That’s especially true when the abuser is a pastor. People don’t want to believe that a pastor could abuse their spouse. So a pastor’s spouse like Naghmeh often has no one to turn to for help, Fortune said.

Add the high-profile nature of Saeed’s imprisonment in Iran — and Naghmeh’s advocacy for his release — and it’s not surprising she didn’t speak earlier, she said.

“Who is she going to tell?” said Fortune. “Who is going to believe her?”

This is, unfortunately, something I’ve noticed among many of the advocates for Pastor Abedini that my acquaintance knows. Their respect for Naghmeh has morphed into outright disbelief, vague insinuations of disbelief, and general complaints about how much Saeed has suffered already.

That’s not to say that I expect people to automatically believe Naghmeh’s claims (beyond the portion of her claim we know to be true — that he has abused her at least at some point in the past); however, the immediate assumption that she’s lying, based on the belief in the good character of her husband (rather than any evidence that her claims are false), and despite at least one incident of prior domestic abuse, is appalling.

Franklin Graham, “who hosted Saeed at a North Carolina retreat after the pastor’s release from prison,” has lent his weight to the I’m-not-saying-she’s-lying-but-she’s-totally-lying crowd, with a post on Facebook in which he says:

While we rejoice at his new freedom, we now lift him and his wife Naghmeh to the Lord for healing in their marriage. Other than God, no one knows the details and the truth of what has happened between Saeed and Naghmeh except them. There’s an old saying that there are at least two sides to every story. I can tell one thing for sure — not everything that has been reported in the media is true.

Aside from strongly implying, and then stating, that the claims are lies, think about the implications of this call to prayer. There are a few possible scenarios here: First, Graham may believe that enduring years of physical, emotional, and sexual abuse is something a woman should do, as long as it preserves her marriage; or he may simply not believe it happened at all; or he might believe some of it happened, but she’s blowing the whole thing out of proportion and should just shut up to preserve her marriage.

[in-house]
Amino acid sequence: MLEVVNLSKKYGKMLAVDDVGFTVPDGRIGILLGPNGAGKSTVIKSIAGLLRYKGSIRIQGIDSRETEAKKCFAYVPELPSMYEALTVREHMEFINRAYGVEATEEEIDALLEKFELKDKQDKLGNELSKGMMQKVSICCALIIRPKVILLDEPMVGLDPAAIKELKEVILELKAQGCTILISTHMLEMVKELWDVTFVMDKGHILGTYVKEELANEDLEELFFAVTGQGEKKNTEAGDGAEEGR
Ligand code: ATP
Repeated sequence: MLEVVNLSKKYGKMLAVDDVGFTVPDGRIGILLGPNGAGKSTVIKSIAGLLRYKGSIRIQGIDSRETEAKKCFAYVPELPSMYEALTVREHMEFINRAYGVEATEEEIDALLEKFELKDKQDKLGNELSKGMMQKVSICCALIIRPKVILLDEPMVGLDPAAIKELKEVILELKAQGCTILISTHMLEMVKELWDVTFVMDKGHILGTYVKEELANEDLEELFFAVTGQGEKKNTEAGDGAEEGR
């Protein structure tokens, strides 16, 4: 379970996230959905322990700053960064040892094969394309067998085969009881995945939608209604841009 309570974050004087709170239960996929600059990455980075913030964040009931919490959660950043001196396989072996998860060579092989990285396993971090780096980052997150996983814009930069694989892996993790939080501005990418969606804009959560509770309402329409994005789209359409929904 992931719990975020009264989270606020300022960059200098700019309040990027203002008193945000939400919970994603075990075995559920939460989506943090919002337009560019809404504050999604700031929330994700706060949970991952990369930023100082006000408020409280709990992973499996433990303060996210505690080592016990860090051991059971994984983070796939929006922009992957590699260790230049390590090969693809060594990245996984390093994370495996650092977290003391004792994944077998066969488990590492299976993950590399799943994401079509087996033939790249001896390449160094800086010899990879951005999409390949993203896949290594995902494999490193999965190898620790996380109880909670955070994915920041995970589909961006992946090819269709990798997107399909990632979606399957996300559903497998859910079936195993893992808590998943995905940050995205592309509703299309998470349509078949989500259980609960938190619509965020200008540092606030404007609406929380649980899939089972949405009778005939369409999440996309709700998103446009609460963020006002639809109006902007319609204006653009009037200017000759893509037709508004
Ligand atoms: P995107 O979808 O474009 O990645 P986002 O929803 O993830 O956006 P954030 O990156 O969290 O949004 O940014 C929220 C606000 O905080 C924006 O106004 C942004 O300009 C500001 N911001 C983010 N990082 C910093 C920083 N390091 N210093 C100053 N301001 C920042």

Considering that he mentions the entire business in order to remind everyone that no one knows what actually happened (which casts serious doubt on his claim of that he “can tell one thing for sure”), presumably it’s the first. Which is no doubt another reason many women don’t mention these kinds of scenarios — because of the “it’s your wifely duty to put up with it” crowd.

Whatever Graham’s motivations, though, the fact remains that Naghmeh Abedini finds herself in the unenviable position of alleging abuse against a man who the Religious Right regards as a martyr. It would be nice if the community that was so diligent in standing by her husband in his time of trouble would stand by a woman who has previously been and now claims to be a domestic violence victim. That doesn’t mean turning against her husband until the charges are proven, but it certainly shouldn’t entail a default assumption that she’s lying.

Frankly, I’m not holding my breath. After all, it certainly wouldn’t be the first time the well-being of people in religious circles was sacrificed for the sake of appearance. And it certainly wouldn’t be the first time conservative Christians disregarded the well-being of a woman they deemed to have stepped out of her place.

(Image via Facebook)

About Rachel Ford

Rachel Ford is a programmer, and since 8:00 to 5:00 doesn't provide enough opportunity to bask in screen glare, she writes in her spare time. She was raised a very fundamentalist Christian, but eventually "saw the light." Rachel's personal blog is Rachel's Hobbit Hole, where she discusses everything from Tolkien to state politics.